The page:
I suspect FOX News has been a tool the Russians exploited for Russian influence operations since it opened shop in America.  I suspect the same thing with The Drudge Report, which came onto the scene with breaking the Lewinsky scandal.  The Drudge Report has never invested in creating an appealing website.  Really, it’s a visually unappealing site, but it’s caché comes with what stories get highlighted at the top.   That America’s political class and media take The Drudge Report so seriously is why that site garners so much attention and has so much influence.  In recent years, The Drudge Report has worked to mainstream conspiracy theorist, Alex Jones and his “InfoWars” as a “news” source.   That Donald Trump, a believer in Alex Jones type “reporting” is now president is a boon to the Russian information war effort.

The rest of this post is all a repeat on what I term  a mass media saturation strategy, which came into being with the Clinton “war room” in the 1992 presidential election, so feel free to skip it if you’re tired of my repetitive messaging;-)

I believe this media messaging strategy is really information warfare ( a military swarming strategy juxtaposed to an information battlefield).  Since the Clinton impeachment scandal in 1998, I strongly suspect there is a strong, hostile foreign intelligence influence involved in manipulating American politicians, the American media and the American punditry circles.  The Clintons launched an all-out scorched earth information war to keep President Clinton from being removed from office.  To repeat, ad nauseam, here again are the components:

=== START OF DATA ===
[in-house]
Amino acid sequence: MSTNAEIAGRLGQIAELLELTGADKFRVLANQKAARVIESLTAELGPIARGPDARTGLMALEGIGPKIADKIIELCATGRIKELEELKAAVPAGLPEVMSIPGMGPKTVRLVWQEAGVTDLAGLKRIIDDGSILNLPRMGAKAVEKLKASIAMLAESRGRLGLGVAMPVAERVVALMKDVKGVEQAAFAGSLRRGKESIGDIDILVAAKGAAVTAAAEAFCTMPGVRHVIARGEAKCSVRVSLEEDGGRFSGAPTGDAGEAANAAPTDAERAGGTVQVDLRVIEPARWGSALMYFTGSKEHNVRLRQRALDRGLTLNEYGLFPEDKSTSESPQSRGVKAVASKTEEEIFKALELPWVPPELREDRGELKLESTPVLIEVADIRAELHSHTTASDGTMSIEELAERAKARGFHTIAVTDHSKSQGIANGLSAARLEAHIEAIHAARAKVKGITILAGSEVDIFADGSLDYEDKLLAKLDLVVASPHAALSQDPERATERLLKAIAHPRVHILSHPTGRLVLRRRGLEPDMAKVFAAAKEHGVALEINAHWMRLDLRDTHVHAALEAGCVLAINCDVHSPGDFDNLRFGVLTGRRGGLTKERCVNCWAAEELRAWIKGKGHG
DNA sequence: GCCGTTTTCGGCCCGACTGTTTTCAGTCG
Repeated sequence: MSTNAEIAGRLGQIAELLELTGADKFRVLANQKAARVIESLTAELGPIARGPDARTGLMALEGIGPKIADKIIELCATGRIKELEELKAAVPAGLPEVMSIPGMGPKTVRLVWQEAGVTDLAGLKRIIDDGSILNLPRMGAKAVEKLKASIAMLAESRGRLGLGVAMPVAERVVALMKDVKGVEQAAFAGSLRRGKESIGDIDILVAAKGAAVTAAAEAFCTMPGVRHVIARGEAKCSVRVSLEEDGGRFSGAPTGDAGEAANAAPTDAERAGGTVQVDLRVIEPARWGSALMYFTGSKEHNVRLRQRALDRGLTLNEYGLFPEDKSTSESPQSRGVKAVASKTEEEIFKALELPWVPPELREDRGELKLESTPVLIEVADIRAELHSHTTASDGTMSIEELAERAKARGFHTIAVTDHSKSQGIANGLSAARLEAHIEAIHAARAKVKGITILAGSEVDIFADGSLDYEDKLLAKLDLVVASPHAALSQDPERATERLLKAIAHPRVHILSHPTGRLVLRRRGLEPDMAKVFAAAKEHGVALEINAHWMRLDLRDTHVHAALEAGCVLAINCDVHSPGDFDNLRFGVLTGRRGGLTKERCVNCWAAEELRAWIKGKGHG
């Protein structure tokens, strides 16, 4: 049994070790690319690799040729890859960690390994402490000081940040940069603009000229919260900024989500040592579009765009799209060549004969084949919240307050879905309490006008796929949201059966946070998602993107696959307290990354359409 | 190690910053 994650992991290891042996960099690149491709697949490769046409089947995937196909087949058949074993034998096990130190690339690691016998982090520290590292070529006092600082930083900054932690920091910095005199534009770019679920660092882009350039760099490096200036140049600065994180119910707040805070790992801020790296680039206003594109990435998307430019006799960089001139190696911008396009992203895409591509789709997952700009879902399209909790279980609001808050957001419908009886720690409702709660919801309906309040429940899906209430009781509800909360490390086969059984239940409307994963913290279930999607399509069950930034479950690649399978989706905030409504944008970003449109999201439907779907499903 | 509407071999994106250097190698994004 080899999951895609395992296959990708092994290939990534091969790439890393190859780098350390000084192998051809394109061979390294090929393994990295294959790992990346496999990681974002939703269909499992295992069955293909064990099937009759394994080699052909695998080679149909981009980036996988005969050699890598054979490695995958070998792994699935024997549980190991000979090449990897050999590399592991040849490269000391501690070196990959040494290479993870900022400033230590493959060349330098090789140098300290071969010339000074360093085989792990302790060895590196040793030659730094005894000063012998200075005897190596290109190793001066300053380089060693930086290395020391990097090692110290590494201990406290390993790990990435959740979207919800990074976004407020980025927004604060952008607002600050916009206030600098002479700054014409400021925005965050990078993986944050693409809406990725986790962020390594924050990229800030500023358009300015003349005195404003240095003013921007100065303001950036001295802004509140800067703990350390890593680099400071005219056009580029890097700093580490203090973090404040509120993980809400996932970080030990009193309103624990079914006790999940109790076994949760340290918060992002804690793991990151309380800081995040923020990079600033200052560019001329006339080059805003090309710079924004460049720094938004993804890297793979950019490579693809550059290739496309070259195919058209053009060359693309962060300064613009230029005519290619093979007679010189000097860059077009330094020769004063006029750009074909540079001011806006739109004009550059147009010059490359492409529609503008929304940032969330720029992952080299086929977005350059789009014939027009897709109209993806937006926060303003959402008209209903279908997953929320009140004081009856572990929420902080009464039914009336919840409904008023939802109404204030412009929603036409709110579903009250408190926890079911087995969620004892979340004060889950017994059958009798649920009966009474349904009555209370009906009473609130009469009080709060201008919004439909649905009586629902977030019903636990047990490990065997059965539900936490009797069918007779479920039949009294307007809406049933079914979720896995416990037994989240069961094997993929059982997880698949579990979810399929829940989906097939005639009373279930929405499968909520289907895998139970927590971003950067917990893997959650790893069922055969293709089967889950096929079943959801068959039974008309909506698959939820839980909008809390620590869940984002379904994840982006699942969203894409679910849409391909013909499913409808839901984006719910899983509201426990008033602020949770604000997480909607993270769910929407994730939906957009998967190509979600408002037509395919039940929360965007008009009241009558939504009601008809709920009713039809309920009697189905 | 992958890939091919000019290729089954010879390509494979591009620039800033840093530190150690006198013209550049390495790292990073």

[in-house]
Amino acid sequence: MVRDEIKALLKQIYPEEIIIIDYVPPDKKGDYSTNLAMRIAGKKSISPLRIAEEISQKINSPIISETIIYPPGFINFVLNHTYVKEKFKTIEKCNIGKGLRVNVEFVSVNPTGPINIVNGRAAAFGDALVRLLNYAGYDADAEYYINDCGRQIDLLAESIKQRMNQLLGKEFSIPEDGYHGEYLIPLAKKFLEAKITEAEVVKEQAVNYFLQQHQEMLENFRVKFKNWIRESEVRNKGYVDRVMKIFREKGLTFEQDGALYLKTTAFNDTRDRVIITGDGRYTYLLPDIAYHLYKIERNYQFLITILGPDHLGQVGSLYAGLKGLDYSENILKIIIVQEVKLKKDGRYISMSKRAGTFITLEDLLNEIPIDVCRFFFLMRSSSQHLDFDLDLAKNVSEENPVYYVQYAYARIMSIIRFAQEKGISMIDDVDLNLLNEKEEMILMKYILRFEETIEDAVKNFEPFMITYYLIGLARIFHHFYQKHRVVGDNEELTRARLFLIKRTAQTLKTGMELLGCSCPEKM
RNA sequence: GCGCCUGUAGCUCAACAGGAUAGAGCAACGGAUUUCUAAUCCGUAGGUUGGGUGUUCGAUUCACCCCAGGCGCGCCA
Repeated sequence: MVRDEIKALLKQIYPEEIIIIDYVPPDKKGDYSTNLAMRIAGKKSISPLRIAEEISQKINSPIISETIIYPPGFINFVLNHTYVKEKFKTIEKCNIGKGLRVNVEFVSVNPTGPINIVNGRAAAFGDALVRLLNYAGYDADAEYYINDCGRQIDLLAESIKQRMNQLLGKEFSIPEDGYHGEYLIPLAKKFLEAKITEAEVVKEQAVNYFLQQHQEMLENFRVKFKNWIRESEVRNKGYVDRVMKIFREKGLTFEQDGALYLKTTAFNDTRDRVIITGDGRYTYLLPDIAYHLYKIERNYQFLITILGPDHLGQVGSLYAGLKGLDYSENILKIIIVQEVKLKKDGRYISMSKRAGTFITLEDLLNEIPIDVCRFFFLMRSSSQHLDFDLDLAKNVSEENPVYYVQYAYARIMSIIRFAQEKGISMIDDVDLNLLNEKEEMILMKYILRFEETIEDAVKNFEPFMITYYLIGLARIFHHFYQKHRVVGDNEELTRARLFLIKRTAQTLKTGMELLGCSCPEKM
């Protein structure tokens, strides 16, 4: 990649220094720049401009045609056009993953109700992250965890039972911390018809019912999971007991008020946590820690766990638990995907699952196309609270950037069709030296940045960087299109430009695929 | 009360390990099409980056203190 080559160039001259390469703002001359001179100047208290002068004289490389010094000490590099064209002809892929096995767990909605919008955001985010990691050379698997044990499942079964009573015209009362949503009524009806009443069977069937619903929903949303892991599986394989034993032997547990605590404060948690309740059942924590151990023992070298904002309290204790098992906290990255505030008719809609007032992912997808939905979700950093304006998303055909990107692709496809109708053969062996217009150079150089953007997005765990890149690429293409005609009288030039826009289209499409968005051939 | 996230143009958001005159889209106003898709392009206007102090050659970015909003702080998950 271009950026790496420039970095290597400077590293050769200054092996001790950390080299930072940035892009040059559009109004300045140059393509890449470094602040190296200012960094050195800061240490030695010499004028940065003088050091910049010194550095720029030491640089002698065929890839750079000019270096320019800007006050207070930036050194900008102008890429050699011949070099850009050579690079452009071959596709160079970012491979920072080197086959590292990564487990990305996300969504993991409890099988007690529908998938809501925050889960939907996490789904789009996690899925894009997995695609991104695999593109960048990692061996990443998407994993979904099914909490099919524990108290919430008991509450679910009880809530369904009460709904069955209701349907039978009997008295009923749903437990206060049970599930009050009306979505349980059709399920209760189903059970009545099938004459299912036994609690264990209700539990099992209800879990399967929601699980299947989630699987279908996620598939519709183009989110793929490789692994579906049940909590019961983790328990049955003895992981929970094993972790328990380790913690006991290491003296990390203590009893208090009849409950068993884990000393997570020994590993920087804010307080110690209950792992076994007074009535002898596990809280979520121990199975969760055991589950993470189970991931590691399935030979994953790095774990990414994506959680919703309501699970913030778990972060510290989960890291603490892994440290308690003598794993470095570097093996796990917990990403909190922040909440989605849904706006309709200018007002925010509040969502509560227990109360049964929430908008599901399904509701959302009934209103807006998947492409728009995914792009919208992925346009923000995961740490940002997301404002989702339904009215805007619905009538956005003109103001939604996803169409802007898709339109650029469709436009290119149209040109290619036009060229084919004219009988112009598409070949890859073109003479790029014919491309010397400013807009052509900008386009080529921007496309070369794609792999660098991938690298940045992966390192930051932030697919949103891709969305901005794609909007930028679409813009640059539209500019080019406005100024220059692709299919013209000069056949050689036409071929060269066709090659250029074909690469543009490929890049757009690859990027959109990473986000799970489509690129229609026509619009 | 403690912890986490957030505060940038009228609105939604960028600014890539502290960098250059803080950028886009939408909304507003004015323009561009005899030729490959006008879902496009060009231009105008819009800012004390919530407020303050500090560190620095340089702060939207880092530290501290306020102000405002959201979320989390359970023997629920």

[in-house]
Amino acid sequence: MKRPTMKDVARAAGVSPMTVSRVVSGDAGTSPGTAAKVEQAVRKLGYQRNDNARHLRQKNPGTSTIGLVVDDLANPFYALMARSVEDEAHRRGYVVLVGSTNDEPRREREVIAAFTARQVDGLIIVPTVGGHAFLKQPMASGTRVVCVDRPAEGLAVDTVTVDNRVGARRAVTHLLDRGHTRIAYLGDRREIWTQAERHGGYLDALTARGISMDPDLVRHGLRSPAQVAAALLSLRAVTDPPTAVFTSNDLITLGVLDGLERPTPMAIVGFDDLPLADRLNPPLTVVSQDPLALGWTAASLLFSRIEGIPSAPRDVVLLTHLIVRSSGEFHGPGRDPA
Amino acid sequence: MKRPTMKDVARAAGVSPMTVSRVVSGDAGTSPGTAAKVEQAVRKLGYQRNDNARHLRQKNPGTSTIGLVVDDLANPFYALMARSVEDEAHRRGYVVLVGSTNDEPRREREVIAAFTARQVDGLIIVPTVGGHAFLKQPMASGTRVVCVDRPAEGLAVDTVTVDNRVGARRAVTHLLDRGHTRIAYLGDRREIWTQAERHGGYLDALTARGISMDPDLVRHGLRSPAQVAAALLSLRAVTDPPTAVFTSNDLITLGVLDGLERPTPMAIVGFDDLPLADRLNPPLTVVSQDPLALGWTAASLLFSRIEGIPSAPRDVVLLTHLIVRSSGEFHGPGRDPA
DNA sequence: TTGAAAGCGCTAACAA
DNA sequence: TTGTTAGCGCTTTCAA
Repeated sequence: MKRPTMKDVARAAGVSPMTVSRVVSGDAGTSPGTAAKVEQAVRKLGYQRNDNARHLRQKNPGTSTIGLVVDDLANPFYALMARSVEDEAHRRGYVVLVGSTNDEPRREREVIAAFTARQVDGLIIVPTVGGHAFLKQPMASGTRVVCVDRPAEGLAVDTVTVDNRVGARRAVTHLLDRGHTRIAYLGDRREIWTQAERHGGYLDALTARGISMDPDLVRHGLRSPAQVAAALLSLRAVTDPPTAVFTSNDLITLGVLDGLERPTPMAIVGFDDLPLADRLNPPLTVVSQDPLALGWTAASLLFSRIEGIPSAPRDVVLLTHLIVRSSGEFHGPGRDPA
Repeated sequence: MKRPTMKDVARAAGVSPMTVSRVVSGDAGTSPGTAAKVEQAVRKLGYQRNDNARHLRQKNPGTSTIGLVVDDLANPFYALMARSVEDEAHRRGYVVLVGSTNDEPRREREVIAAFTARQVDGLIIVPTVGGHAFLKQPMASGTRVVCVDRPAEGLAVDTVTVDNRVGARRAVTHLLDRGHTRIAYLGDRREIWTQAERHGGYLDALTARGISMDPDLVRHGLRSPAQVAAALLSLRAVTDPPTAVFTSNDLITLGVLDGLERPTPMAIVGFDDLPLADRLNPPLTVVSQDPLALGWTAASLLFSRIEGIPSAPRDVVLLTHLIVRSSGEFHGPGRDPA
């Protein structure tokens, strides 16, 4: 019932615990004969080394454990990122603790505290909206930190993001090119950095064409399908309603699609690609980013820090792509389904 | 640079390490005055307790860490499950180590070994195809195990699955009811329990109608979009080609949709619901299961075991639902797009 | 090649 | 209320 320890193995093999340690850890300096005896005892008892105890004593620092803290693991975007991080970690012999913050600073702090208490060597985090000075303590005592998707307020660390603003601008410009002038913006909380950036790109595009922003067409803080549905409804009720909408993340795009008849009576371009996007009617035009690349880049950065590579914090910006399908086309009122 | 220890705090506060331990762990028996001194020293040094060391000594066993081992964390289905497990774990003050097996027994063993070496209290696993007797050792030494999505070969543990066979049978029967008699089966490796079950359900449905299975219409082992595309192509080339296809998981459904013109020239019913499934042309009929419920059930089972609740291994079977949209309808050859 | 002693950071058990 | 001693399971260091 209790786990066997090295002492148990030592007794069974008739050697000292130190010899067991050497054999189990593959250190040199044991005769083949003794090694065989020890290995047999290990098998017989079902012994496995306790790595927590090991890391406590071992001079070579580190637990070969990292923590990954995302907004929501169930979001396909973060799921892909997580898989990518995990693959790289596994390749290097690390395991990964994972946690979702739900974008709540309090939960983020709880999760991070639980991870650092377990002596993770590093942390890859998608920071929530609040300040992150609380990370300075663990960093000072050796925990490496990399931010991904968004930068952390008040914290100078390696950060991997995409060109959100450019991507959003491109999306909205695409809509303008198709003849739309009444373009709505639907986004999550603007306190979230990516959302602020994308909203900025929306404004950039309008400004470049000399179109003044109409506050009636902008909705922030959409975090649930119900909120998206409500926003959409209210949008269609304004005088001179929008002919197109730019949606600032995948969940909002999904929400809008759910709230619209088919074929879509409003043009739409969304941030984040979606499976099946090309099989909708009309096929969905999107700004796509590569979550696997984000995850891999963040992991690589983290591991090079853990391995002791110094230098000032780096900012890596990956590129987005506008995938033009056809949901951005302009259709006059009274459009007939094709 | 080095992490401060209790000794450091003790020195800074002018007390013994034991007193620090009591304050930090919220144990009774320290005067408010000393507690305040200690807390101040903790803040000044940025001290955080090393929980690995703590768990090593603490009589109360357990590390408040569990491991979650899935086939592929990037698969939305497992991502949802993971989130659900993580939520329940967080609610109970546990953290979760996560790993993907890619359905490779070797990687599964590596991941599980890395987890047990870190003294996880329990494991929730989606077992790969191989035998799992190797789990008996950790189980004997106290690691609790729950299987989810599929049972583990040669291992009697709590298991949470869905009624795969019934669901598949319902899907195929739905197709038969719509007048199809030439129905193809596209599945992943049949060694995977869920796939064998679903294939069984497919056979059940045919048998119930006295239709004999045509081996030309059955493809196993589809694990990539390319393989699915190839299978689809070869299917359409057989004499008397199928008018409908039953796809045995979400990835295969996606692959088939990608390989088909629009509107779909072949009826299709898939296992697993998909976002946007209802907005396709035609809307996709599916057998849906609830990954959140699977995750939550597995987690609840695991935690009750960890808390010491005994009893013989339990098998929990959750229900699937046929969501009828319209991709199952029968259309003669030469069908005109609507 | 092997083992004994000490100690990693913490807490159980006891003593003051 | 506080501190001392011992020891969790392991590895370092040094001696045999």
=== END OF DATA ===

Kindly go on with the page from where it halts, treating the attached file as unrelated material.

Here are the components:

  • Talking points and buzz word messaging, which are relentlessly repeated by both political operatives and the media. (mass brainwashing)
  • Mass media domination of the messaging, to control the 24/7 NEWS cycle, which requires mass media collusion.
  • Relentless repetition of polling data by both the political operatives and media, to facilitate the manufacture of opinion cascades (winning in all the polls)

It can NOT work without that media collusion.

Until Trump, with the help of FOX News collusion & Wikileaks leaks, only Democrats had successfully used this strategy.  The mainstream media colludes with the Democrats and political Left in America.